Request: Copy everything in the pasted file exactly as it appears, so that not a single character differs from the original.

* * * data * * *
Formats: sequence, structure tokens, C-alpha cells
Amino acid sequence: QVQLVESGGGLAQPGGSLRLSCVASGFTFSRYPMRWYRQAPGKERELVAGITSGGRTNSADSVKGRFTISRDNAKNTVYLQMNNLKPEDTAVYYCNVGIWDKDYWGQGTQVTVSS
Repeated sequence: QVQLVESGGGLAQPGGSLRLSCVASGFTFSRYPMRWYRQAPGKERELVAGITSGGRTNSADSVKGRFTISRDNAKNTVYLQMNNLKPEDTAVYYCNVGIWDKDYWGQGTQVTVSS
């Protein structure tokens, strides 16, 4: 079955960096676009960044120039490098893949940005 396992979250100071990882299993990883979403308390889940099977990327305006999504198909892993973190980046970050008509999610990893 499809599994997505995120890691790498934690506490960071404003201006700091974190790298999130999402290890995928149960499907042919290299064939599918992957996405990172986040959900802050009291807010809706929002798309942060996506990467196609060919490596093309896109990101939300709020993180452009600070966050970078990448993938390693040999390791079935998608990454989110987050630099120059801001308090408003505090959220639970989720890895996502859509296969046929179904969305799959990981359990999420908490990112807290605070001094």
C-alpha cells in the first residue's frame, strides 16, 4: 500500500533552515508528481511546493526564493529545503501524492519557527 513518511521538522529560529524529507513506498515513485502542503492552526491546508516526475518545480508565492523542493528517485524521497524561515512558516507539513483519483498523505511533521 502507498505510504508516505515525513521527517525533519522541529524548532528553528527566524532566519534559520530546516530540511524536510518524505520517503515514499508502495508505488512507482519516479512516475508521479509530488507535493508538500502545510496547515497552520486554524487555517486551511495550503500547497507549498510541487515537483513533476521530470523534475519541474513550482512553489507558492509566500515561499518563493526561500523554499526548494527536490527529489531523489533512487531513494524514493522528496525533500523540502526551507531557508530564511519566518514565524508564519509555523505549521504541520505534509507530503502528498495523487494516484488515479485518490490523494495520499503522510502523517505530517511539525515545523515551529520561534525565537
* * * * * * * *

Formats: sequence, structure tokens, C-alpha cells
Amino acid sequence: QVQLVESGGGLAQPGGSLRLSCVASGFTFSRYPMRWYRQAPGKERELVAGITSGGRTNSADSVKGRFTISRDNAKNTVYLQMNNLKPEDTAVYYCNVGIWDKDYWGQGTQVTVSS
Repeated sequence: QVQLVESGGGLAQPGGSLRLSCVASGFTFSRYPMRWYRQAPGKERELVAGITSGGRTNSADSVKGRFTISRDNAKNTVYLQMNNLKPEDTAVYYCNVGIWDKDYWGQGTQVTVSS
């Protein structure tokens, strides 16, 4: 079955960096676009960044120039490098893949940005 396992979250100071990882299993990883979403308390889940099977990327305006999504198909892993973190980046970050008509999610990893 499809599994997505995120890691790498934690506490960071404003201006700091974190790298999130999402290890995928149960499907042919290299064939599918992957996405990172986040959900802050009291807010809706929002798309942060996506990467196609060919490596093309896109990101939300709020993180452009600070966050970078990448993938390693040999390791079935998608990454989110987050630099120059801001308090408003505090959220639970989720890895996502859509296969046929179904969305799959990981359990999420908490990112807290605070001094």
C-alpha cells in the first residue's frame, strides 16, 4: 500500500533552515508528481511546493526564493529545503501524492519557527 513518511521538522529560529524529507513506498515513485502542503492552526491546508516526475518545480508565492523542493528517485524521497524561515512558516507539513483519483498523505511533521 502507498505510504508516505515525513521527517525533519522541529524548532528553528527566524532566519534559520530546516530540511524536510518524505520517503515514499508502495508505488512507482519516479512516475508521479509530488507535493508538500502545510496547515497552520486554524487555517486551511495550503500547497507549498510541487515537483513533476521530470523534475519541474513550482512553489507558492509566500515561499518563493526561500523554499526548494527536490527529489531523489533512487531513494524514493522528496525533500523540502526551507531557508530564511519566518514565524508564519509555523505549521504541520505534509507530503502528498495523487494516484488515479485518490490523494495520499503522510502523517505530517511539525515545523515551529520561534525565537